From Quasars to Black Holes: Spectral Energy Puts Established Theories in Question


Powerful Quasar Art Concept

Through their study of radiation produced by supermassive black holes in quasars, scientists found that spectral energy distribution is not influenced by a quasar’s intrinsic brightness, challenging established beliefs. Their research indicates that the standard accretion disk theory may not fully account for observed phenomena, emphasizing the possible role of accretion disk winds.

Astronomers have discovered that a quasar’s spectral energy distribution isn’t affected by its brightness, challenging traditional theories and emphasizing the role of accretion disk winds.

Associate Professor Zhenyi Cai and Professor Junxian Wang from the Department of Astronomy at the University of Science and Technology of China (USTC) of the Chinese Academy of Sciences (CAS), through the study of the optical to extreme ultraviolet radiation generated by the accretion of supermassive black holes at the centers of quasars, have discovered that their spectral energy distribution is independent to the intrinsic brightness of quasars, overturning the traditional understanding in this field.

Furthermore, their study unveils a substantial departure of the average extreme ultraviolet spectral energy distribution of quasars from the predictions of the classical accretion disk theory. This discovery challenges the classical model and provides substantial support for models that incorporate widespread accretion disk winds. The results were published online on October 5, 2023, in Nature Astronomy.

Primitive Supermassive Black Hole

Figure 1: Artist’s illustration of a supermassive black hole accreting gas and shining in the accretion disc. Credit: NASA/JPL-Caltech

Quasar Background

Quasars are a class of extremely bright extragalactic objects where massive supermassive black holes at their centers continuously devour the gas in the core regions of their host galaxies. The immense gravitational potential energy is released on the accretion disk formed by the gas, converting it into thermal energy and electromagnetic radiation, resulting in an abnormally bright nucleus of the galaxy. Quasars are also referred to as “cosmic behemoths” due to their exceptionally high intrinsic luminosity.

According to the standard accretion disk theory, accretion disks produce the well-known “big blue bump” in the spectral energy distribution, with the peak expected in the extreme ultraviolet. The larger the central black hole’s mass, the lower the expected temperature of the accretion disk, and the softer the extreme ultraviolet spectrum. Observations have revealed that more luminous quasars (with larger supermassive black hole masses) exhibit relatively weaker emission lines (explained by softer extreme ultraviolet spectra), known as the famous Baldwin Effect, which appears to be consistent with the classical accretion disk model.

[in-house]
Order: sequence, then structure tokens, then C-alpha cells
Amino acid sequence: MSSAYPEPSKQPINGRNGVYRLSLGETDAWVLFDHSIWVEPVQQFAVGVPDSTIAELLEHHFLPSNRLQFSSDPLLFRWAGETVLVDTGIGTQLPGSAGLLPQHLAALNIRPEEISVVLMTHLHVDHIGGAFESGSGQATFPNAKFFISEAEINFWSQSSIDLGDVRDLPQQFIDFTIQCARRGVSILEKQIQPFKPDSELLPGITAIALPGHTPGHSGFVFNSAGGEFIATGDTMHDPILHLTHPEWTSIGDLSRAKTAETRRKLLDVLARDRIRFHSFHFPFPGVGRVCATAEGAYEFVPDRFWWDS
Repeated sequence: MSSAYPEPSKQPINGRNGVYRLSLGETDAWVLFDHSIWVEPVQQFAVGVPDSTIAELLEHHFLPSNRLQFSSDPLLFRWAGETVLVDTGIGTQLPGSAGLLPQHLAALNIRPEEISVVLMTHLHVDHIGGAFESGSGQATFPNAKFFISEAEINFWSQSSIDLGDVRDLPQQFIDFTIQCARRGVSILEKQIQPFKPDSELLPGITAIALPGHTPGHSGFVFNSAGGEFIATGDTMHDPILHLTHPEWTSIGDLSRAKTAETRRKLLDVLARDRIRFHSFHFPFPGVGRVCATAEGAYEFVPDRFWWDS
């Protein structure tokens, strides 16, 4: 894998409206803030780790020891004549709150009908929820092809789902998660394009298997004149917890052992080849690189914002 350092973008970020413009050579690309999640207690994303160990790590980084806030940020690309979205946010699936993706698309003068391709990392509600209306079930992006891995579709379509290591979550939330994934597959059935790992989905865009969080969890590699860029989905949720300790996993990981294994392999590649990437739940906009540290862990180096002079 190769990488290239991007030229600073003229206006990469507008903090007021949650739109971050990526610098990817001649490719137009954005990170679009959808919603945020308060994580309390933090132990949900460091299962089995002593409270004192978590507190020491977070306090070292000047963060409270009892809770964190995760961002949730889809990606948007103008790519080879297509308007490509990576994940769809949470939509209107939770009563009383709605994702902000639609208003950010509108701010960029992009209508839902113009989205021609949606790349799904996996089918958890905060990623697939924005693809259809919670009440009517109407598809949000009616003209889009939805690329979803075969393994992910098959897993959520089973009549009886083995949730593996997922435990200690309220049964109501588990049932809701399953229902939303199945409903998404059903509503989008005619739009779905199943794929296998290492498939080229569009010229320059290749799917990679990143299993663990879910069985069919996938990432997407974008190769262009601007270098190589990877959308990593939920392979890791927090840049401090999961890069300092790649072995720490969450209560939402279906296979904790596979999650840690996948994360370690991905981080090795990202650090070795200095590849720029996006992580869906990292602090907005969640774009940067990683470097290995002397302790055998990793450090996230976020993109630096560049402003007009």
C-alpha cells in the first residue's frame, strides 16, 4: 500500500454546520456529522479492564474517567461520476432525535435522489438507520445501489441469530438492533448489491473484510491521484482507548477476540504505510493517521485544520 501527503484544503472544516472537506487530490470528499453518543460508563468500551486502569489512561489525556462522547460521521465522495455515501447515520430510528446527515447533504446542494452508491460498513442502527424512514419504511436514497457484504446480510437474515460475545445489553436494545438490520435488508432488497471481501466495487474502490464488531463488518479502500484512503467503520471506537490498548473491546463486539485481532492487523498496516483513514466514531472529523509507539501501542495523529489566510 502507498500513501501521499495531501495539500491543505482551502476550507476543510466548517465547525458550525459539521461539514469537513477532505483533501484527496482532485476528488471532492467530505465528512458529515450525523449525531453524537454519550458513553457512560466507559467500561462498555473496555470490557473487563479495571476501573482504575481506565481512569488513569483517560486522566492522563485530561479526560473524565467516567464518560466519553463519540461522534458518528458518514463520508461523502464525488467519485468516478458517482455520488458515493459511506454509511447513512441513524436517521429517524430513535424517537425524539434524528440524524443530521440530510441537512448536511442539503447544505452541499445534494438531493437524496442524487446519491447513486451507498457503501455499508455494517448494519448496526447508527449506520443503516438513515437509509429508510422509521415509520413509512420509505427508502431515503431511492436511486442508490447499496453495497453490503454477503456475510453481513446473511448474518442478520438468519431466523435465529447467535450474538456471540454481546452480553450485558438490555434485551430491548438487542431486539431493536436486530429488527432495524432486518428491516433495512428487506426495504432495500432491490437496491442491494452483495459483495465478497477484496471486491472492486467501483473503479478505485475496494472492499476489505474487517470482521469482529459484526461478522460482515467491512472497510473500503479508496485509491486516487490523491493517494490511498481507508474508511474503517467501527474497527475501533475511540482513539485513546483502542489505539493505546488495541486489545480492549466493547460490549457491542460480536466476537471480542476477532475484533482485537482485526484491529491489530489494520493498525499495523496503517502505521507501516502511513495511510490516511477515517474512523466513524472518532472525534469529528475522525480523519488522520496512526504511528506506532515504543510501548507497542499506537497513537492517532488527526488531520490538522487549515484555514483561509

Ultraviolet Spectral Energy Distribution Slope of Quasars

Figure 2: The ultraviolet spectral energy distribution slope of quasars (right axis, hollow data points) is independent of intrinsic brightness, which cannot explain the Baldwin effect (left axis, solid data points). Credit: University of Science and Technology of China

Challenging Classical Theories

Associate Professor Zhenyi Cai and Professor Junxian Wang’s research focuses directly on the optical-to-ultraviolet spectral energy distribution of large sample quasars. This study utilizes observational data from the ground-based SDSS and space-based GALEX, controlling for the incompleteness of the ultraviolet detection.

They found that the average ultraviolet spectral energy distribution of quasars does not depend on their intrinsic brightness, which not only suggests that differences in intrinsic brightness cannot explain the Baldwin effect but also challenges the predictions of standard accretion disk theory.

At the same time, the researchers propose a possible new physical origin for the Baldwin effect: more luminous quasars have weaker accretion disk temperature fluctuations, thus unable to launch more emission line clouds.

Average Intrinsic Optical-to-Ultraviolet Spectral Energy Distribution of Quasars

Figure 3: Average intrinsic optical-to-ultraviolet spectral energy distribution of quasars (red data points), significantly softer than the standard accretion disk predictions (left panel), but consistent with disk wind model predictions (right panel). Credit: University of Science and Technology of China

Proposing a New Model

In addition, the study corrects for the effects of intergalactic medium absorption and finds that the average extreme ultraviolet spectrum of quasars is softer than all previous research results. This discrepancy poses a significant challenge to the standard accretion disk model but aligns well with predictions from the model involving an accretion disk wind, suggesting the prevalence of disk winds in quasars.

The results of this study have broad implications for a deeper understanding of various aspects of supermassive black hole accretion physics, black hole mass growth, cosmic reionization, the origin of broad-line regions, extreme ultraviolet dust extinction, and more. In the future, satellite projects with ultraviolet detection capabilities, such as the Chinese Space Station Telescope (CSST), will greatly enhance our understanding of the physical properties of quasars and similar celestial objects.

Reference: “A universal average spectral energy distribution for quasars from the optical to the extreme ultraviolet” by Zhen-Yi Cai, and Jun-Xian Wang, 5 October 2023, Nature Astronomy.
DOI: 10.1038/s41550-023-02088-5

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